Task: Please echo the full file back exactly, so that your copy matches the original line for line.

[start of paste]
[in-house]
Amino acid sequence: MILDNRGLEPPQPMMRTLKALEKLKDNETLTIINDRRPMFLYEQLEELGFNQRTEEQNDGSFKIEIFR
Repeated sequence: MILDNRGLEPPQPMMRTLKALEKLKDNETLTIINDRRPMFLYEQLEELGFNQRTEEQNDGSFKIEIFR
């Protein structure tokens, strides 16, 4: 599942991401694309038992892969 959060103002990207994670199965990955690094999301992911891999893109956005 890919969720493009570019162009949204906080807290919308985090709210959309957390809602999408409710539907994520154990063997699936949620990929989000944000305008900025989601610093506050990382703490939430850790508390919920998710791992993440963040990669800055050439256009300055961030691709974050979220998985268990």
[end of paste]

[in-house]
Amino acid sequence: MILDNRGLEPPQPMMRTLKALEKLKDNETLTIINDRRPMFLYEQLEELGFNQRTEEQNDGSFKIEIFR
Repeated sequence: MILDNRGLEPPQPMMRTLKALEKLKDNETLTIINDRRPMFLYEQLEELGFNQRTEEQNDGSFKIEIFR
């Protein structure tokens, strides 16, 4: 599942991401694309038992892969 959060103002990207994670199965990955690094999301992911891999893109956005 890919969720493009570019162009949204906080807290919308985090709210959309957390809602999408409710539907994520154990063997699936949620990929989000944000305008900025989601610093506050990382703490939430850790508390919920998710791992993440963040990669800055050439256009300055961030691709974050979220998985268990």